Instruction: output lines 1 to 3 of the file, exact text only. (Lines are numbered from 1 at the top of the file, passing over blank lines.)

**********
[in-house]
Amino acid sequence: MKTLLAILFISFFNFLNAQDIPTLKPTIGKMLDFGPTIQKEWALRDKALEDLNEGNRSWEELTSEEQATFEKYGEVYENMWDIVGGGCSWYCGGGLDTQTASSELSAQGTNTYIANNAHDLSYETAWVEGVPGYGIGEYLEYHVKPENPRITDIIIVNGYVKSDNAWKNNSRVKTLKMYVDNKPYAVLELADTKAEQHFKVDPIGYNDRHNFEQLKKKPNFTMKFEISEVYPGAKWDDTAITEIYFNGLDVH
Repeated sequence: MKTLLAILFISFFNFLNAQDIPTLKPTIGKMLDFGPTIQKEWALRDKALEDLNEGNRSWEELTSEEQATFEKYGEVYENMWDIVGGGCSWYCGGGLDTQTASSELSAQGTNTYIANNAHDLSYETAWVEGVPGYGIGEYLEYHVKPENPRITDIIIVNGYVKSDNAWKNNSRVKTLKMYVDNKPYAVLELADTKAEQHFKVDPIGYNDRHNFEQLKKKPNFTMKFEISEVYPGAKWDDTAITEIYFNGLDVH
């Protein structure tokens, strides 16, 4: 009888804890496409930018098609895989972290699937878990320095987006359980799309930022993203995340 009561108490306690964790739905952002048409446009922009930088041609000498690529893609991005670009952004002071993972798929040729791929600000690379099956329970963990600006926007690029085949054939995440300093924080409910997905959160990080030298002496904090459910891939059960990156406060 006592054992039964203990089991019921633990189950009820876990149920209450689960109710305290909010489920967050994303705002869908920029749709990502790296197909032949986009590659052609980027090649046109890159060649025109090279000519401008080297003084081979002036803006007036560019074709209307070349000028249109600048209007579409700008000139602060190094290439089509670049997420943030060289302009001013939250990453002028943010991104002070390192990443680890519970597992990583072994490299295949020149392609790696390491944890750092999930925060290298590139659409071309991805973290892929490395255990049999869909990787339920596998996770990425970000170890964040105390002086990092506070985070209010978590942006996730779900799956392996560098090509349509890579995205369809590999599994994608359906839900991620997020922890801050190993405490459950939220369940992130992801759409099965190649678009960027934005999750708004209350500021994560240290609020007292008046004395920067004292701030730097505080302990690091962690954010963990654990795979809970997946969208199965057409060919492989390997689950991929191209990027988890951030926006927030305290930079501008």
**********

[in-house]
Amino acid sequence: MKTLLAILFISFFNFLNAQDIPTLKPTIGKMLDFGPTIQKEWALRDKALEDLNEGNRSWEELTSEEQATFEKYGEVYENMWDIVGGGCSWYCGGGLDTQTASSELSAQGTNTYIANNAHDLSYETAWVEGVPGYGIGEYLEYHVKPENPRITDIIIVNGYVKSDNAWKNNSRVKTLKMYVDNKPYAVLELADTKAEQHFKVDPIGYNDRHNFEQLKKKPNFTMKFEISEVYPGAKWDDTAITEIYFNGLDVH
Repeated sequence: MKTLLAILFISFFNFLNAQDIPTLKPTIGKMLDFGPTIQKEWALRDKALEDLNEGNRSWEELTSEEQATFEKYGEVYENMWDIVGGGCSWYCGGGLDTQTASSELSAQGTNTYIANNAHDLSYETAWVEGVPGYGIGEYLEYHVKPENPRITDIIIVNGYVKSDNAWKNNSRVKTLKMYVDNKPYAVLELADTKAEQHFKVDPIGYNDRHNFEQLKKKPNFTMKFEISEVYPGAKWDDTAITEIYFNGLDVH